The royal his People, and consented to family passed along slowly through dismiss all intention of resistance Normandy, deserted by the perand accept the safe conduct of fidious counsellors and courtiers, the Commissioners. Indeed such who had contributed by their adwas the consternation of the King, vice, to the destitution and huthat his Court broke up in great miliation, which now pressed upon confusion at ten o'clock in the the last of the Bourbons. They evening of August 3d, and set off were protected from public insult without waiting for the appear- and injury less by the feeble guard, ance of his good friends of the which surrounded them, thao by faubourgs of Paris. The armed the tricolored scarfs of the Comcitizens had ere this arrived at a missioners, and the universal symvillage in the neighborhood of pathy entertained for fallen greatRambouillet, where they bi- ness :- for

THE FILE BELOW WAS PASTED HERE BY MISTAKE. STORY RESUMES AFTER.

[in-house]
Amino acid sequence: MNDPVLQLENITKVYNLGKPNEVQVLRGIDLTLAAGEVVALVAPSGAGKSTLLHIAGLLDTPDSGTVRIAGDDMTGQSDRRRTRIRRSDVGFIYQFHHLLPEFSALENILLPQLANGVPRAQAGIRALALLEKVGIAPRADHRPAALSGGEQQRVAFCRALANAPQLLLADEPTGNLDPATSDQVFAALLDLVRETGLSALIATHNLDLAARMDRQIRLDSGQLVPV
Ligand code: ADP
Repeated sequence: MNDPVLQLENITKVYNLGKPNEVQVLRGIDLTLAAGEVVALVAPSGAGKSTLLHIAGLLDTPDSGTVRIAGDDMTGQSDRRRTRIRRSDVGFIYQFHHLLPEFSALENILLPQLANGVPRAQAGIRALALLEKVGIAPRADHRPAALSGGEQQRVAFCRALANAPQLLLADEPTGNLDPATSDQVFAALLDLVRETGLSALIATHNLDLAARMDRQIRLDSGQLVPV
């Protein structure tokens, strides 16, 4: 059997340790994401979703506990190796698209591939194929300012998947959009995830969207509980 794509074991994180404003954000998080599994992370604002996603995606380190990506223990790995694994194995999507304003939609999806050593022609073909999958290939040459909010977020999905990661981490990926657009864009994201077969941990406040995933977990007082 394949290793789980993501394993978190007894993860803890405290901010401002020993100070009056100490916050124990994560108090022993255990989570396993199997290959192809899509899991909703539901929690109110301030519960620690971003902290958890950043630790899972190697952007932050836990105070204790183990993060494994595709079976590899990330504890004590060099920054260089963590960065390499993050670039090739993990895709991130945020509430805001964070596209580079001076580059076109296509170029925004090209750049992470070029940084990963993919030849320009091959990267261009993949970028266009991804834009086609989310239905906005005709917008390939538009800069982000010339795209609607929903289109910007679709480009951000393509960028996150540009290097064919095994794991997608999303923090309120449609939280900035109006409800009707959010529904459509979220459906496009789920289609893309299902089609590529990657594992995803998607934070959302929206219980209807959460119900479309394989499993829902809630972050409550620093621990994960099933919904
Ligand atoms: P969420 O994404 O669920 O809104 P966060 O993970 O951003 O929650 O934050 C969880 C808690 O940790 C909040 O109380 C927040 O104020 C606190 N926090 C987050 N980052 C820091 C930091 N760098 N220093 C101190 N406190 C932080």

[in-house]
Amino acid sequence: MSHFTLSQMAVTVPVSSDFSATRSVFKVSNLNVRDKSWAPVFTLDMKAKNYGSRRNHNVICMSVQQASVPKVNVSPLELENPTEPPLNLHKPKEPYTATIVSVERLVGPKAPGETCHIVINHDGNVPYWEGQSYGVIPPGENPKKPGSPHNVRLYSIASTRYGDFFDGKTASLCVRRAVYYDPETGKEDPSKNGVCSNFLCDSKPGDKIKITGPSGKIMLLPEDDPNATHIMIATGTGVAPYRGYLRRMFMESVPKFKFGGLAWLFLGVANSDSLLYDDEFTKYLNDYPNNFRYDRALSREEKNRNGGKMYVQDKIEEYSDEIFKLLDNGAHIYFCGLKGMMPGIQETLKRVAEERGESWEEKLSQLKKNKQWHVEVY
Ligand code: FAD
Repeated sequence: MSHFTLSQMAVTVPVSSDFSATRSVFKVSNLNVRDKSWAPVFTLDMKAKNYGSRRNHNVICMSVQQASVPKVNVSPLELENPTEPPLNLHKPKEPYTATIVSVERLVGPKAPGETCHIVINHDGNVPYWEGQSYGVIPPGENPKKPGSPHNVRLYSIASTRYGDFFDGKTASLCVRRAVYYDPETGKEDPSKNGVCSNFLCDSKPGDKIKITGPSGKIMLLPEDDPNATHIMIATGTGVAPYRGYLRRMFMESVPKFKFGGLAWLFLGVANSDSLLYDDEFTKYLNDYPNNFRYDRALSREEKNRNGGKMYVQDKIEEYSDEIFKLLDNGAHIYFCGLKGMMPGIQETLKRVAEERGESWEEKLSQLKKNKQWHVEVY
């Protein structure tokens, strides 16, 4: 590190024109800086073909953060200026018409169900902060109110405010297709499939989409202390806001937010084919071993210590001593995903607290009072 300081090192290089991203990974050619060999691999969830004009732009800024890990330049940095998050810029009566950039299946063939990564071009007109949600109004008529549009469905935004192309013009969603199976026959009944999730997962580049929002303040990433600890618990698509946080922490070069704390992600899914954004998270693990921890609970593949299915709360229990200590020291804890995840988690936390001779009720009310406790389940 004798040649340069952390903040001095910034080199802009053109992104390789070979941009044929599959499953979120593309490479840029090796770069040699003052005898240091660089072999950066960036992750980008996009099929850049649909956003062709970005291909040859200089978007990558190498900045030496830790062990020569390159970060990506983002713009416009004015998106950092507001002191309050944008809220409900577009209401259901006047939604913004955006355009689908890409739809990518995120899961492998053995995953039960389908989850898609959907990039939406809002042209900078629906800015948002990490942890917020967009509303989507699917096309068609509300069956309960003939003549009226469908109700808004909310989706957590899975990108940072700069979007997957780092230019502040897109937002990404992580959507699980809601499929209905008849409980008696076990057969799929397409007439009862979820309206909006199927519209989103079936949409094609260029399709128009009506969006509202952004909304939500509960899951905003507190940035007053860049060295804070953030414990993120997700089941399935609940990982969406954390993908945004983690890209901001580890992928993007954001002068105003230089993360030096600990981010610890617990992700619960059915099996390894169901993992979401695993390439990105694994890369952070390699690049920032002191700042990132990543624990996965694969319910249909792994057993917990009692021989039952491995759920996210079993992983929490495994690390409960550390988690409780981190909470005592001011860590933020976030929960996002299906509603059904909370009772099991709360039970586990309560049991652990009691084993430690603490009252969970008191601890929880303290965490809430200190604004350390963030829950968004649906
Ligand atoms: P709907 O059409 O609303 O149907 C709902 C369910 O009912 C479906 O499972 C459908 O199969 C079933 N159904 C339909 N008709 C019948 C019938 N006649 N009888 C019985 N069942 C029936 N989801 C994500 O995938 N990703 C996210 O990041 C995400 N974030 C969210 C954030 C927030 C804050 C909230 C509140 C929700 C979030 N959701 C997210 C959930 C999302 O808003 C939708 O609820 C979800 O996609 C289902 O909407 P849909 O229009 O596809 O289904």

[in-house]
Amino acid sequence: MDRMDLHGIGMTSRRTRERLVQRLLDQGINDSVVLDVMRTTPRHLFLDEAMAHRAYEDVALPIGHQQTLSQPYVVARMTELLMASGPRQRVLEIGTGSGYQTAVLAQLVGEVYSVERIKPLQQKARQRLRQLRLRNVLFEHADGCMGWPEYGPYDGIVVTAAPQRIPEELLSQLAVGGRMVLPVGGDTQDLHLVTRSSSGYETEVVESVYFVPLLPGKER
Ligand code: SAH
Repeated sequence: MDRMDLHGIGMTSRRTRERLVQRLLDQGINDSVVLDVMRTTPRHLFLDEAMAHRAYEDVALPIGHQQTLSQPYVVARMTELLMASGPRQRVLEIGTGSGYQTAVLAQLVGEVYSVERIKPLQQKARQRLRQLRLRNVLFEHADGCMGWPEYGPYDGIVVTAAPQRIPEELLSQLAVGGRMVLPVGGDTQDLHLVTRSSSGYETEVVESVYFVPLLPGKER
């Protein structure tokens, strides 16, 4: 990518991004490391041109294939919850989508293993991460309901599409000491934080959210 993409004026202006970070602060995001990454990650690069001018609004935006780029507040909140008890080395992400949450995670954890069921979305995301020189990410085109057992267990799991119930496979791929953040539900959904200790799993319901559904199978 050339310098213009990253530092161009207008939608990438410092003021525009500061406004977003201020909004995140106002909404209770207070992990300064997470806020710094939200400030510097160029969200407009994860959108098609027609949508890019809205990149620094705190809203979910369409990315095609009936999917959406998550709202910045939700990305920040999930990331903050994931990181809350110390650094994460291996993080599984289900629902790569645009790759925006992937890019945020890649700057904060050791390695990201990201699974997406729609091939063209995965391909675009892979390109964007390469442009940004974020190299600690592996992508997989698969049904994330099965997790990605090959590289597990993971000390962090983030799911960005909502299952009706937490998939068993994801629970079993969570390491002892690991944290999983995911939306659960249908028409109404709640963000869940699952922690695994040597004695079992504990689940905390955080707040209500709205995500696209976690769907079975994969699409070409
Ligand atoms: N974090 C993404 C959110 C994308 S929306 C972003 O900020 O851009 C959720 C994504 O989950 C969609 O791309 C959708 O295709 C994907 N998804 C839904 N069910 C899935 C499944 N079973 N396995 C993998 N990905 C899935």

- for everywhere they vouacked for the night. On learn- found the national flag flying on ing the departure of the King the the towers, and the inhabitants in next morning, they seized on the arms for the Charter. coaches belonging to the Court, The exiles embarked at Cherand whatever other vehicles they bourg in an American ship, encould find, and returned to Paris gaged at Havre for that purpose, on the 4th, forming a vast pro- and landed in England the 17th cession of soldiers and citizens, of August. They were received who entered the city shouting the there with but little show of reMarseilles Hymn, and firing their spect; for how indeed could any guns into the air in triumph. respect be felt for such men as
The King had selected Great Charles or Louis Antoine? The Britain as a place of refuge. It compassionate hospitality due to was arranged between bim, and their rank and their situation was the Commissioners that he should of course extended towards them, restore the crown jewels, and be and nothing more.